In an embarrassing verdict for the city of Charlotte, a jury Thursday found the Fire Department retaliated against former fire investigator Crystal Eschert for raising questions about the safety of construction work at a new office building, awarding her $1.5 million.
The jury rejected Charlotte’s claims that Eschert’s firing wasn’t retaliation. It also cast aside the city’s defense that the firing was necessary because Eschert had made what the city said was an offensive and inflammatory Facebook post.
On Aug. 20, 2014, about 10 days after the shooting of Michael Brown set off riots in Ferguson, Mo., Eschert wrote this post on her Facebook page, which was restricted to her Facebook friends:
“White guy shot by police yesterday near Ferguson … Where is Obama? Where is Holder? Where is Al Sharpton? Where are Trayvon Martin’s parents? Where are all the white guys supporters? So is everyone MAKING it a racial issue? So tired it’s a racial thing. If you are a thug and worthless to society, it’s not race — You’re just a waste no matter what religion, race or sex you are.”
Much of the trial focused on free speech and political correctness. One juror, who asked not to be identified, said Eschert had a right to speak her mind.
“After reading the post in its entirety, she was expressing the frustrations people had with what was going on in the country. She has a right to do so. I don’t agree with it, but she a right to do so,” the juror said.
It’s unclear if the city will appeal the verdict to the Fourth Circuit Court of Appeals. It’s likely the City Council and Mayor Jennifer Roberts would discuss in closed session whether the city wants to continue the fight.
After the verdict, Meg Maloney, Eschert’s attorney, called on the City Council to stop what she said is a retaliatory culture in the city.
“The city needs to take a hard long look at how it works,” Maloney said.
Fire Chief Jon Hannan was not in the courtroom when the verdict was read. Two of his deputy chiefs, Rich Granger and Pete Key, were there, but they did not speak with the media.
City Manager Marcus Jones couldn’t be reached for comment Thursday.
At the time of the Facebook post, Eschert was a fire investigator who had received good performance reviews.
But she had recently raised questions about the quality of renovations at a building on North Graham Street that was to house her unit. She believed the building wasn’t safe, and she contacted her father-in-law Ray Eschert, a prominent Ballantyne political activist. Eschert then contacted City Council member Claire Fallon, who asked for a tour of the building.
Maloney said Eschert’s decision to go outside the chain of command upset the Fire Department.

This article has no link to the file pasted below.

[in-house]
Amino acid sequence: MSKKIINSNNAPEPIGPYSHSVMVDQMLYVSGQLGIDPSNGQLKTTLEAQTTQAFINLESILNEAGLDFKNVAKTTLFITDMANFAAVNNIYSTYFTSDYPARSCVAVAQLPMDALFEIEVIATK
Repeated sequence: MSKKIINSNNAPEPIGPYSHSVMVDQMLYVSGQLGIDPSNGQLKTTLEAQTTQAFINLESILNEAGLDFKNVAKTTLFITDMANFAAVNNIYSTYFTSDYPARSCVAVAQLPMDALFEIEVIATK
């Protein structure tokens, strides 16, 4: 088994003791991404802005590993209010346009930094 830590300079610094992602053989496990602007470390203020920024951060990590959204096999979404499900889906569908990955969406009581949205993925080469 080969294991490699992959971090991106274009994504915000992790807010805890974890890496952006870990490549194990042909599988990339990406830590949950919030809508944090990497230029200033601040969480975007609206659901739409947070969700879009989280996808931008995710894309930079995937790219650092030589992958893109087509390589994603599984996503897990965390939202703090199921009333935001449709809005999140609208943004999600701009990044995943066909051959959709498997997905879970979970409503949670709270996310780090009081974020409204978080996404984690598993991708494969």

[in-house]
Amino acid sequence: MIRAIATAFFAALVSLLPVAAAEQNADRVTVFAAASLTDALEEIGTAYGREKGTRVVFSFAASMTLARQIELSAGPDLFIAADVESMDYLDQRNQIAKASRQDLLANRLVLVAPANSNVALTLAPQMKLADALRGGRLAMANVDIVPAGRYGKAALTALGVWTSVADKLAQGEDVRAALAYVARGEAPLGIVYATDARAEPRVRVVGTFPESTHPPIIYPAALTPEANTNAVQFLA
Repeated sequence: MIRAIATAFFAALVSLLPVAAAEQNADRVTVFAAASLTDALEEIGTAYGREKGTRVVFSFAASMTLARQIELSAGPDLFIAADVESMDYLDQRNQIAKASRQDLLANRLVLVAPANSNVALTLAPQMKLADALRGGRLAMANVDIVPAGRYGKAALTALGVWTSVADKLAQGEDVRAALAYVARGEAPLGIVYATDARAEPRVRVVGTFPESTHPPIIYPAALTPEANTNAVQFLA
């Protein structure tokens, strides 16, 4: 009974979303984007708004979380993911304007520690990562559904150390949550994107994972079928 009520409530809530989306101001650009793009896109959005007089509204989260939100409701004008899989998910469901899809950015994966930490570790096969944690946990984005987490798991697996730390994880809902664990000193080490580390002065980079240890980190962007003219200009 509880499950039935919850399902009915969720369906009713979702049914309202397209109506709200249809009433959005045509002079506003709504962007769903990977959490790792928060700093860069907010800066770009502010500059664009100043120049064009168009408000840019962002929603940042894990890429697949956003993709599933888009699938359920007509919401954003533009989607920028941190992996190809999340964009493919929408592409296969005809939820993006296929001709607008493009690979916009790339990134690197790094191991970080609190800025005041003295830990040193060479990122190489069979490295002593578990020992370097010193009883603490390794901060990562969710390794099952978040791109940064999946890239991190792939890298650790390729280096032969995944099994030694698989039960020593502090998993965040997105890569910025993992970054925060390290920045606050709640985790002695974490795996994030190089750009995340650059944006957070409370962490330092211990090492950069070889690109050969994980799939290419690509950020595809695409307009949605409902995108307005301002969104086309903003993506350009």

Soon after Fallon was contacted, someone named Linda Havery emailed then-police chief Rodney Monroe and Hannan. Havery complained about Eschert’s Ferguson Facebook post, saying it could cause unrest in the community.
Maloney told the jury that Linda Havery doesn’t exist, and was created by someone associated with the city as a way to retaliate against Eschert.
Eschert was fired soon after the complaint.
In its closing arguments Wednesday, Sara Lincoln, an attorney for the city, said Eschert’s job as an arson investigator means she should be held to a high standard. She said because fire investigators must sometimes testify in court, a Facebook post using words like “thug” could make it hard for her to do her job.
“What she wrote was a judgment on human life,” Lincoln said her closing statement.
But the city struggled to explain why Eschert was fired for her post, while firefighters made a number of other questionable social media posts with little or no discipline.
One was a meme that made fun of the names that some black women give to their children. Another showed a photo of Daquan Westbrook, who was shot and killed inside a Northlake Mall store by police in December. The posting showed his corpse lying on the floor, and said he was a “Black Lives Matter Thug.”
None of those employees were terminated.
Maloney said that if Eschert should be held to high standards, so should firefighters.
“Firefighters come into people’s homes,” she said Wednesday.
Lincoln said one reason that the posts were different is that Eschert made hers soon after the riots in Ferguson, at a time when Charlotte was worried about similar unrest.
She also said that the person who emailed the posts to city officials and the media wasn’t complaining about the content and didn’t seem offended. That differed from the person who emailed the city about Eschert’s Facebook post. That person, Linda Havery, said the post could cause racial unrest.
“Ferguson wasn’t on fire,” Lincoln said about the other posts.
Lincoln said Maloney offered no proof that anyone associated with the city is Linda Havery. She also said the email was sent from a non-city computer.
Lincoln also said that Eschert’s claims there were safety problems at the renovated building on North Graham Street were wrong. She portrayed Eschert as a disgruntled employee who wanted a nicer office — not a legitimate whistleblower.
The city got one win on Thursday. The jury found Eschert wasn’t discriminated against because she was a woman — only because she was a whistleblower.
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